Version: 5.0.13796 (16 Jun, 2021)
Given the present-day global situation and remote operation quickly becoming a day-to-day routine for hundreds of thousands of people, a safe, reliable, and handy way to access a USB peripheral via Ethernet is an absolute necessity.
When it comes to extending USB peripherals over Ethernet, the first thing that will probably come to your mind is some hardware gadget, like an adapter, a USB hub, a CAT6 LAN cable extender. It’s just one of the ways to extend USB over Ethernet (and not even the best one), it’s still quite popular, so it’s most certainly worth a weighted analysis.
In this article, we’re going to have a proper look at the USB extension gadgets, tools, and methods today’s market has to offer. You’ll find out a lot more about different adapters, wires, cables, and habs, as well as some typical bottlenecks to watch out for. Armed with this knowledge, you’ll know exactly how to extend USB over Ethernet to all popular operating systems in the most convenient and trouble-free way possible.
Almost all USB peripherals come with a cable so short you'll need a USB extender. Choosing the best USB over Ethernet extender for your scenario isn’t easy and depends largely on the type of USB device you’re going to connect and physical distance.
It’s a very common mistake to think that if you connect several cables, you get a very long extender and will be able to connect a USB device in the next room. But that won’t ever work. The longer the cable is — the weaker the signal and power level it transmits. For some bandwidth-sensitive peripherals like scanners or cameras, the maximum recommended distance to any of your computers can’t be more than 3 meters (that’s less than 10 feet) for USB 3.0 or 3.1 and 5 meters (roughly 16.4 feet) for USB 2.0. Not that much, isn’t it?
Sure, you can get an active (repeater) USB cable and extend said distance for as much as 30 meters (a little short to 100 feet). Then again, those cables cost about three times more than regular ones. So if you’ve got more than one machine that needs remote access to some printers, dongles, or webcams, get a software USB over Ethernet extender instead, e.g. FlexiHub.
A USB hub is basically a USB over Ethernet adapter that can extend a USB peripheral up to 60 meters using a CAT6 LAN cable instead of a USB one. Usually, these are compact devices with an RJ-45 port and a few USB ports you can use to connect several USB dongles, printers, cameras, or other USB devices to one of your computers.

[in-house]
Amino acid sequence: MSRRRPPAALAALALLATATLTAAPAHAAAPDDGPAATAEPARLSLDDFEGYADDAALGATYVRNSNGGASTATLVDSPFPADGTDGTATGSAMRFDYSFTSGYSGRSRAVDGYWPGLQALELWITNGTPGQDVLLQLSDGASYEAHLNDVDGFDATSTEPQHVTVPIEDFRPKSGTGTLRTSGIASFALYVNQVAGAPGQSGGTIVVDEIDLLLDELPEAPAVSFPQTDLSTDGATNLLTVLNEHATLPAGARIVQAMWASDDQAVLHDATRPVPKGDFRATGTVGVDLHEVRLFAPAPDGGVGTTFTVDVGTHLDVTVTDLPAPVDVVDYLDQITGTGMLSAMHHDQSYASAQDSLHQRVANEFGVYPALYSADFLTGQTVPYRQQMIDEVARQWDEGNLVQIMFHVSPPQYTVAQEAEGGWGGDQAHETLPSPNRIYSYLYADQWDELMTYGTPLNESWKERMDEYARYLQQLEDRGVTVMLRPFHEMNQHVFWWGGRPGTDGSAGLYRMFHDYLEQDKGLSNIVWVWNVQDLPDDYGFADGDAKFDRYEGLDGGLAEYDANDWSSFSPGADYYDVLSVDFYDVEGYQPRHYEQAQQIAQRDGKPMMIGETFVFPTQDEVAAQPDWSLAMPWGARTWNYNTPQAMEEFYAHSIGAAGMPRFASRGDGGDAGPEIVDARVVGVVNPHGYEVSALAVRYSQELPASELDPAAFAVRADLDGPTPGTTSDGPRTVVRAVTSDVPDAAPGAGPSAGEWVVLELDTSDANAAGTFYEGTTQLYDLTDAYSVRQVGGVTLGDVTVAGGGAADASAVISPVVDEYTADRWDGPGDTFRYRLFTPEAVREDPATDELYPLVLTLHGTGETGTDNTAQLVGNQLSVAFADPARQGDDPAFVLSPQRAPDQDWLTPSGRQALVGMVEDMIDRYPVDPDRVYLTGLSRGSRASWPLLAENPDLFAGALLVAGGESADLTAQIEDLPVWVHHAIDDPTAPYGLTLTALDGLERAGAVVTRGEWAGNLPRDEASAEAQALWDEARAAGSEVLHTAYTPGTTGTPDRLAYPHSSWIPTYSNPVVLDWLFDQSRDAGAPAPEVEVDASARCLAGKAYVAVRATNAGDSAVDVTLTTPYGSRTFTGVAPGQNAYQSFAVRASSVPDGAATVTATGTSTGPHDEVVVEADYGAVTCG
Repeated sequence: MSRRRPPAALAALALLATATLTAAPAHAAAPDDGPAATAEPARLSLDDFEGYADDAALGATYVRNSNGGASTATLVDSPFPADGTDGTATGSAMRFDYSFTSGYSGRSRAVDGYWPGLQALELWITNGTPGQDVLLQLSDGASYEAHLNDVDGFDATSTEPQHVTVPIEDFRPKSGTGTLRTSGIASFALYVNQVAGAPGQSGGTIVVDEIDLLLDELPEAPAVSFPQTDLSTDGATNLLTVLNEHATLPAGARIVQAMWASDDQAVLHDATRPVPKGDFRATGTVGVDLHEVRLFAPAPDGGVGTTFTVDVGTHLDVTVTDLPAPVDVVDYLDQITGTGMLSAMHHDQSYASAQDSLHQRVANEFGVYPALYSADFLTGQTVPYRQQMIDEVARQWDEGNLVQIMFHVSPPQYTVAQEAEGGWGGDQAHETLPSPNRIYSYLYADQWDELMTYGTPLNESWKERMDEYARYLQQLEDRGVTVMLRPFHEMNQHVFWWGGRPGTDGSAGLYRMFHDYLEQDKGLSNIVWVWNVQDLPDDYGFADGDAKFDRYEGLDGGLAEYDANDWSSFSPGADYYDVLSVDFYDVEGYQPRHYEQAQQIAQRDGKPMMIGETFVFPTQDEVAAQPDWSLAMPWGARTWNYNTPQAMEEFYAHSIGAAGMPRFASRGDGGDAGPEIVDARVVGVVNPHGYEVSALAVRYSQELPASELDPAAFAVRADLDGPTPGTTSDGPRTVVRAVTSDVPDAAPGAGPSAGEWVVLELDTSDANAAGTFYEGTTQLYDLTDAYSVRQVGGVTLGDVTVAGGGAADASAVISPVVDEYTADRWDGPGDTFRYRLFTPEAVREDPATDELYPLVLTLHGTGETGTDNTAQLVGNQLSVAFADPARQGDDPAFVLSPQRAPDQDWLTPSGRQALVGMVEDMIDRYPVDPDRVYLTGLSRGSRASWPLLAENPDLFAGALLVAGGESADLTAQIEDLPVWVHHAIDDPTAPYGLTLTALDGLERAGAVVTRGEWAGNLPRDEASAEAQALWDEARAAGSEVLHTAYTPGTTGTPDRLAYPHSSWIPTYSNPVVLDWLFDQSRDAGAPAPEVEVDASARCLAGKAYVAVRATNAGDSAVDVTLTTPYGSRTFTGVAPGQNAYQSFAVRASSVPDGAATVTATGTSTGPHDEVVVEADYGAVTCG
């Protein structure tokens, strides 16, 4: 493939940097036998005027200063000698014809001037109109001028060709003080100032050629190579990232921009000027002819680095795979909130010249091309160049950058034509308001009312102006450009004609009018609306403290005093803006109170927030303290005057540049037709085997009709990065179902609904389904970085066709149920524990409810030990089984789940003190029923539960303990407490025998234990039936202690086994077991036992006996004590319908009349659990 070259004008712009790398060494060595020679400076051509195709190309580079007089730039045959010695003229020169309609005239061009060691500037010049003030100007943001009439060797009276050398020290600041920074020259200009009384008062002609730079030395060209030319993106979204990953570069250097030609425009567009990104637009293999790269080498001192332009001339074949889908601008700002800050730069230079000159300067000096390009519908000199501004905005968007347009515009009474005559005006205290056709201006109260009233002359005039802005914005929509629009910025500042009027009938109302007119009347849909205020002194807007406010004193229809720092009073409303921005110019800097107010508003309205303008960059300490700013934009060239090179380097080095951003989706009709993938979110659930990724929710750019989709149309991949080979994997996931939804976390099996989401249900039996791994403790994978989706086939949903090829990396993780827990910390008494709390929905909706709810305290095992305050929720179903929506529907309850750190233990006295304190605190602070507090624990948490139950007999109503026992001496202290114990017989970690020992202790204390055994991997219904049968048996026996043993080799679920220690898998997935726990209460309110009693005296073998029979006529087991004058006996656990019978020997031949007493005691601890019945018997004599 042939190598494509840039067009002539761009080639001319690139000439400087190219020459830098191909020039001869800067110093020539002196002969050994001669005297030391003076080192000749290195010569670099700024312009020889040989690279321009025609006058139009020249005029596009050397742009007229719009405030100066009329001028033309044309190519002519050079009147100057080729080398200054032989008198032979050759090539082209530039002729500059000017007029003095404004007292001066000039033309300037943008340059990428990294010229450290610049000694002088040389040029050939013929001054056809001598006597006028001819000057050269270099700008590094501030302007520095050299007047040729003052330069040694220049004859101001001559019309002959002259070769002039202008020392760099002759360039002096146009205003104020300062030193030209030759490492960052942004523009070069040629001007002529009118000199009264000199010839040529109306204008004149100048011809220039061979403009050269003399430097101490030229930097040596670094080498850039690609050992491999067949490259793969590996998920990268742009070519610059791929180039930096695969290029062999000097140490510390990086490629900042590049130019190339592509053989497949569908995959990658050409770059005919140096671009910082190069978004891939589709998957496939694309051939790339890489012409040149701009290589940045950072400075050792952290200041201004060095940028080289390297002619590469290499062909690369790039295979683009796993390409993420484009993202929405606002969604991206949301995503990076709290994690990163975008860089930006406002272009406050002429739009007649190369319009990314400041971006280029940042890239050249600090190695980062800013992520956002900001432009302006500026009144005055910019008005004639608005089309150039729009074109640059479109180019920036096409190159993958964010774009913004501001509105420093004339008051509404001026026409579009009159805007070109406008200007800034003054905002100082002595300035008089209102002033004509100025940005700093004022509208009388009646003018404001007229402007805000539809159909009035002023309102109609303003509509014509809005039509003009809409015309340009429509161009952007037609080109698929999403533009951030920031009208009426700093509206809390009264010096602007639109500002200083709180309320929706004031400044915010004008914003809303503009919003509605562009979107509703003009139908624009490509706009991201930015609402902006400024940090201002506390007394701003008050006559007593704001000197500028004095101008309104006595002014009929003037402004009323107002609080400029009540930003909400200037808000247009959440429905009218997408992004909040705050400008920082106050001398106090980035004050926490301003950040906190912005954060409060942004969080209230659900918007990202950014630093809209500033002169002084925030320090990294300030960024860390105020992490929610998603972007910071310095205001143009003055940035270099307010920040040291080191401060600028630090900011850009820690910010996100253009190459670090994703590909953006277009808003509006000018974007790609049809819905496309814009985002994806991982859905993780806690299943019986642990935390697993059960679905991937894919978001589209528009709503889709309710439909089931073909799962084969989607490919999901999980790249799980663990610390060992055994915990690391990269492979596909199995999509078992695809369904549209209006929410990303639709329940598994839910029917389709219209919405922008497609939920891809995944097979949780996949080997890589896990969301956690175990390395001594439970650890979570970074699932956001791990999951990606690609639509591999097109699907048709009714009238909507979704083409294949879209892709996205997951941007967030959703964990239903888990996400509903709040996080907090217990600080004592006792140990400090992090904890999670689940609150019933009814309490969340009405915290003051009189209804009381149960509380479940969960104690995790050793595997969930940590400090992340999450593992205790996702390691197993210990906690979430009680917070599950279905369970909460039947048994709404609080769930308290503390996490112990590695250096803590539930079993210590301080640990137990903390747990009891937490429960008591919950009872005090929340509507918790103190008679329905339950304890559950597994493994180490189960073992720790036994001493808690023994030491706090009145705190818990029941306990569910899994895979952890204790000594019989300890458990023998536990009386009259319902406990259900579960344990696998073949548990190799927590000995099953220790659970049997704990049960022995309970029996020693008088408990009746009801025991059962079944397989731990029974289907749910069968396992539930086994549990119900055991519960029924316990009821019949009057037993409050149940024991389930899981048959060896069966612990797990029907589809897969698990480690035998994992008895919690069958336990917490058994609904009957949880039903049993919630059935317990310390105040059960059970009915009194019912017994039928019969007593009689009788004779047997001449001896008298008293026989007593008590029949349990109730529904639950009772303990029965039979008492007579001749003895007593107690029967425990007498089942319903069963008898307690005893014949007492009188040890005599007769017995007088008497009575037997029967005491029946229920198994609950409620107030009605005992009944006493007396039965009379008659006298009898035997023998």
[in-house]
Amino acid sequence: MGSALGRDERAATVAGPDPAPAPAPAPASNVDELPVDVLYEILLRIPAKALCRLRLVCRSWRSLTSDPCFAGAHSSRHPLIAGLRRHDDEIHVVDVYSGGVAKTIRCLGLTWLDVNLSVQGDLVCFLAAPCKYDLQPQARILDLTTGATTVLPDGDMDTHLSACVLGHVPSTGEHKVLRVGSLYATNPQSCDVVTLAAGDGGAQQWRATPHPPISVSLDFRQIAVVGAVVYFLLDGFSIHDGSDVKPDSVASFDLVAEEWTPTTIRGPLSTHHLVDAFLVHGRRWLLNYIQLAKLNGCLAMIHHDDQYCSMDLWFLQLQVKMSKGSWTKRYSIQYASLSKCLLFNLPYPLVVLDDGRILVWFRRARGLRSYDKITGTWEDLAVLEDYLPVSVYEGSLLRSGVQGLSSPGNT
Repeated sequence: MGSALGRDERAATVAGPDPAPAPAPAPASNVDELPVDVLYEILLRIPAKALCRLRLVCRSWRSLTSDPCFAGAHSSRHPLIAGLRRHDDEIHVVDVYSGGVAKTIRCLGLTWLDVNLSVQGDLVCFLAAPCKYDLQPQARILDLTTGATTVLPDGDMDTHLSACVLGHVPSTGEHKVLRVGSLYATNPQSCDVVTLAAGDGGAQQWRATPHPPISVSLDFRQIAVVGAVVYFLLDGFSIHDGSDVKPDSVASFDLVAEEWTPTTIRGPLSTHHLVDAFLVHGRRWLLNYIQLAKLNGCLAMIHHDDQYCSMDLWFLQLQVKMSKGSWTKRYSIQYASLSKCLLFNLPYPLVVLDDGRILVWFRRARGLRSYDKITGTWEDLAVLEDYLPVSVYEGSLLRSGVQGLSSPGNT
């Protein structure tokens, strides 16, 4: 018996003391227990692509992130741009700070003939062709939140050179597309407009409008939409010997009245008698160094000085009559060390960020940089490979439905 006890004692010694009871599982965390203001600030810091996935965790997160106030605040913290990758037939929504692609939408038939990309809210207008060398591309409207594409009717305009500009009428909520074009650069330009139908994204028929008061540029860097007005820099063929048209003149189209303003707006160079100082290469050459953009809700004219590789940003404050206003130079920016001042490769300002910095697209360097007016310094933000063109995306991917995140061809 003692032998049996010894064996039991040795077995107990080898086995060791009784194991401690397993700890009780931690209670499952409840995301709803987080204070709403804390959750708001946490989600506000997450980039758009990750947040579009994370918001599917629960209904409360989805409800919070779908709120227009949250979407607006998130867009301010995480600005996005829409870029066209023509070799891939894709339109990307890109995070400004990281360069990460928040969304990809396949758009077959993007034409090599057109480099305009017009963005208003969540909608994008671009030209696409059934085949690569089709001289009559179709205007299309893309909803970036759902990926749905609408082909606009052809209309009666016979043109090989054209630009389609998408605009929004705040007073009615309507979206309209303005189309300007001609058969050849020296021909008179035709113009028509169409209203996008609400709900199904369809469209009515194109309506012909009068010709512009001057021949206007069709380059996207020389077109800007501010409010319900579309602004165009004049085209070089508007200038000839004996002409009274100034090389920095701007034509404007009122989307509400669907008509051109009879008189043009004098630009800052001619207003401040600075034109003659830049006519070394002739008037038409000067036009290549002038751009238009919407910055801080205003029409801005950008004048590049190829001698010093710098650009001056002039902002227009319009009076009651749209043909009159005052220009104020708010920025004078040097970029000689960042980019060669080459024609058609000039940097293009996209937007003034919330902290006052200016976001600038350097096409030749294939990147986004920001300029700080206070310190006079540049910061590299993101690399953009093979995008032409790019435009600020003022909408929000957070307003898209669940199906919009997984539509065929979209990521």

To choose the right USB hub for your specific scenario, you need to consider lots of different aspects. For one, cheaper bus-powered hubs may only be good enough for low-power devices like webcams or USB dongles. Also, all the devices connected to a hub will have to share the bandwidth available to them. This means, you’ll only have around 480 Mbps in total, even if you’ll connect it to ultra-high-speed 2500 Mbps USB 3.2, no matter how many USB ports the hub has. Naturally, a software-based USB extender (e.g. FlexiHub) has no such limitations.
Another important thing to take into account before opting for this USB extension method is that all habs add latency. You’ll probably not notice that with a USB keyboard or mouse, but for the storage devices and dongles the difference can be quite notable.
To successfully implement the hardware method of extending USB to Ethernet, you need to know how to choose the right hardware tool and use it in your setup.
You can turn your PC into a USB server or just make a single USB device remotely accessible from other machines in your network — it’s totally up to you to decide.
Once you’ve made your mind what wires and/or gadgets will work best for you and purchased everything you’re going to need, it’s time for a set-up process. Note that while USB cables and extenders don’t need any drivers, all hubs do, so make sure to download the latest versions from the official brands’ webpages.
If you plan to chain your habs to even more stretch the distance, it’s critical to not have more than 5 in a row. If you do, the whole set-up just won’t be working at all. And there is one more reason why connecting hubs into a cascade is in no way the best option: the infamous static electricity problem. Any USB port tends to accumulate static electricity and randomly stop working because of it, thus the whole hub chain will stop working too. You’ll have to unplug every single USB connector you have, then plug them back again after half an hour of waiting. Not to mention that any data that was transmitted through the chain at the moment of hub failure might end up permanently damaged.
The main selling point of a hardware method is its universality. It works on all popular platforms and USB peripheral types and brands. Then again, a whole slew of modern software tools is cross-platform and perfectly compatible with all operating systems too. Plus, they can in a few clicks turn any PC into a USB server for sharing devices over Ethernet so that said devices become accessible from all machines in your network and even via the Internet. And some of these tools (like FlexiHub) even offer a month-long free demo period you can use to put the app through the loop while getting any freebies from hardware distributors is highly unlikely.
The choice is yours and that goes without saying. Yet, it’s always wise to consider all possible options to make sure you’ll not settle for some second-best solution.